It’s Not About Stoic WEEK, But Life

October 19, 2016 — 7 Comments

Here we are, with Stoic Week upon us once again.

This is exciting to me because thousands of new people will be exposed to philosophy for the very first time. I say that half-jokingly, knowing that many people including some who majored in it, think they studied philosophy in school. They didn’t–what they read about and did was an interesting intellectual stimulation but it was not philosophy.

Philosophy, as the Stoics saw it, was not abstraction. It was not theoretical. It was designed to help with the problems of life. And in Ancient Greece and Rome, the problems of life were quite real: murderous tyrants, war, plague, civil strife and banishments existed as very real and daily threats–alongside all the other things we deal with today like jealousy, injuries, greed, sickness, envy, and fear.

The Stoics developed a practical philosophy to make sense of this world, one designed to help its adherents thrive, succeed and live good lives. In my eyes, stoicism posits a very simple premise: We do not control the world around us; we control only how we respond. And so we may as well respond well–respond virtuously.

Stoicism, as passed down to us by Zeno, Epictetus, Seneca, Marcus Aurelius and a host of other ancients, is a tool for that response. Epictetus’s “handbook” was picked up by everyone from James Stockdale to George Washington. Seneca was widely admired by the Christians, Thomas Jefferson and the thinkers of the Enlightenment. Marcus Aurelius proved to be equally inspirational to writers like Ambrose Bierce and Robert Louis Stevenson as he has been for statesmen like Theodore RooseveltWen Jiabao and Bill Clinton.

What does this all mean? It means that whatever problem you’re dealing with this week–or in this life–stoicism can be of help.

A few favorites:

On Ambition:

“Ambition means tying your well being to what other people say or do.

Self-indulgence means tying it to the things that happen to you.

Sanity means tying it to your own actions.” – Marcus Aurelius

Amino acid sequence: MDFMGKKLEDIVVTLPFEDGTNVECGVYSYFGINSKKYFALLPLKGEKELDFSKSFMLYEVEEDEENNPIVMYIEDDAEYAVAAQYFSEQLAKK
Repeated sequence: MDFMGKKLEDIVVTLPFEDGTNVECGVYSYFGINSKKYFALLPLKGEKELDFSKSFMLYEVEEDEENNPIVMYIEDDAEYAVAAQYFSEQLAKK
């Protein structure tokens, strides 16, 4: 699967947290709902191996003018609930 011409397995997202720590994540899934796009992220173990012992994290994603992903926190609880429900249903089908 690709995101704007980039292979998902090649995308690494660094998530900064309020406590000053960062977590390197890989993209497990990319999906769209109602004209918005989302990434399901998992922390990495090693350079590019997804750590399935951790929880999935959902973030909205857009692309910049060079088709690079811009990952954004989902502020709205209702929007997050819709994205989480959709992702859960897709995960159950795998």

On Temptations:

“No matter what anyone says or does, my task is to be good. Like the gold or emerald or purple repeating to itself, “No matter what anyone says or does, my task is to be emerald, my color undiminished.” – Marcus Aurelius

On Self-Criticism

“What progress have I made? I am beginning to be my own friend.’ That is progress indeed. Such a people will never be alone and you may be sure he is a friend to all.” – Seneca

On Other People:

“It’s silly to try to escape other people’s faults. They are inescapable. Just try to escape your own.” – Marcus Aurelius

On Distractions:

“Stick to what’s in front of you—idea, action, utterance.” – Marcus Aurelius

On Objectivity

“Don’t let the force of an impressions when it first hit you knock you off your feet; just say to it: Hold on a moment; let me see who you are and what you represent. Let me put you to the test.” – Epictetus

On Success or Failure:

“To accept it without arrogance, to let it go with indifference.” – Marcus Aurelius

“It’s not what happens to you, but how you react to it that matters.” – Epictetus

On Fortune

“The wise man looks to the purpose of all actions, not their consequences; beginnings are in our power, but Fortune judges the outcome, and I do not grant her a verdict upon me.” – Seneca

On Endurance

“Life’s no soft affair. It’s a long road you’ve started on: you can’t but expect to have slips and knocks and falls, and get tired and openly wish–a lie–for death.” – Seneca

**

I was fortunate enough to be introduced to stoicism when I was 18 or 19 years old. Not during a week of practice and contemplation, but a week where I nonetheless needed it very badly. I was going through a terrible break up. I was stuck in this apartment with some roommates who I absolutely detested. I was in my second year of college, not sure in which direction to take my life.